Insurance agents have a responsibility to the insurance company.  Agents act as the insurance company representative in the buying process as they are typically salaried employees.   Most insurance agents are “Captive” to represent only one company, such as: Allstate, State Farm, Farmer, etc.  Because they are contracted as captive insurance agents, they are not able to discuss or recommend other insurance companies.  
Benefit insurance – as it is stated in the study books of The Chartered Insurance Institute, the insurance company does not have the right of recovery from the party who caused the injury and is to compensate the Insured regardless of the fact that Insured had already sued the negligent party for the damages (for example, personal accident insurance)
To be completely honest, I didn’t go into more detail about the things you talk about here because I don’t personally believe it’s relevant for the vast majority of the population, and certainly not for my audience. I am aware that if you have a certain level of income and net worth, an overfunded policy may be a good decision for you, which is why I even mention it at all. But for most people, even an overfunded policy would represent far too big a percentage of their overall asset allocation to make sense. You’d get into the lack of diversification issue, so it’s just not worth it.

The bottom line is that I feel that the insurance industry has adapted to the negative stigma attached to whole life insurance polices and are introducing some variants that do not look at all like the whole life insurance that is described in the above article. They have found ways to counter some of the Reasons not to invest in whole life insurance mentioned in the article above (such as the interest rate). I read about another variant called EIULs and I think there are many other similar products out there. But they can not counter all of the Reasons mentioned in the article above. So buyer beware and do your due diligence!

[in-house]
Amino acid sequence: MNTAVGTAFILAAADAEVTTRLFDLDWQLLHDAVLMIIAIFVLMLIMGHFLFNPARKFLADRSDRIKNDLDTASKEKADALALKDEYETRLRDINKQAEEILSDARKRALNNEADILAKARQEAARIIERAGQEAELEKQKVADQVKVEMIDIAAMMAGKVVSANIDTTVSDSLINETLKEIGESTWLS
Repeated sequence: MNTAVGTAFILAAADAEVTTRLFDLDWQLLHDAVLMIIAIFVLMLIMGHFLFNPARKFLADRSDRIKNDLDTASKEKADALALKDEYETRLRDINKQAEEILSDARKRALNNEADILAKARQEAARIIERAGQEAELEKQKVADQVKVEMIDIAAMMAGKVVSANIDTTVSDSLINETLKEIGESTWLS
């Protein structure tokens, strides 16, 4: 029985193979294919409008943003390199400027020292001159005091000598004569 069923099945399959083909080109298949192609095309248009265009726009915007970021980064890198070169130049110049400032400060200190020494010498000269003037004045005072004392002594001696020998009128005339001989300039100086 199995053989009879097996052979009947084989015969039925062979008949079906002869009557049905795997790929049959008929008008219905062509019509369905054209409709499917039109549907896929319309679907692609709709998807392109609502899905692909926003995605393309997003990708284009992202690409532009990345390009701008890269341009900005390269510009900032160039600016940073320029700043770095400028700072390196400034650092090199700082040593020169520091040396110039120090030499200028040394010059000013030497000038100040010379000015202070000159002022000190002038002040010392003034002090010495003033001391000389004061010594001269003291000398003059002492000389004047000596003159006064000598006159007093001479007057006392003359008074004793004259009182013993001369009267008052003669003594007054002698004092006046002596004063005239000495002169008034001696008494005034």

My parents had been paying into a whole life policy for many years and did not pay much attention to the cash balance over that time. When they finally had evaluated what they had in the policy, they discovered the ‘cost of insurance’ on the now older policy had increased so much that the premium they had been paying no longer covered the costs of the policy and the balance needed was being withdrawn FROM THEIR CASH VALUE. Needless to say, the insurance company or their agent did not notify them of this, so a policy that they had paid $75,000 into had a cash value of just $12,000 and was actually decreasing in value. Whole life policies are advertised as you paying the same premium amount for the entire life of the policy, but in the small print they are apparently allowed to adjust for the ‘cost of insurance’. It’s a brilliant scam. Pay attention to the policies you have.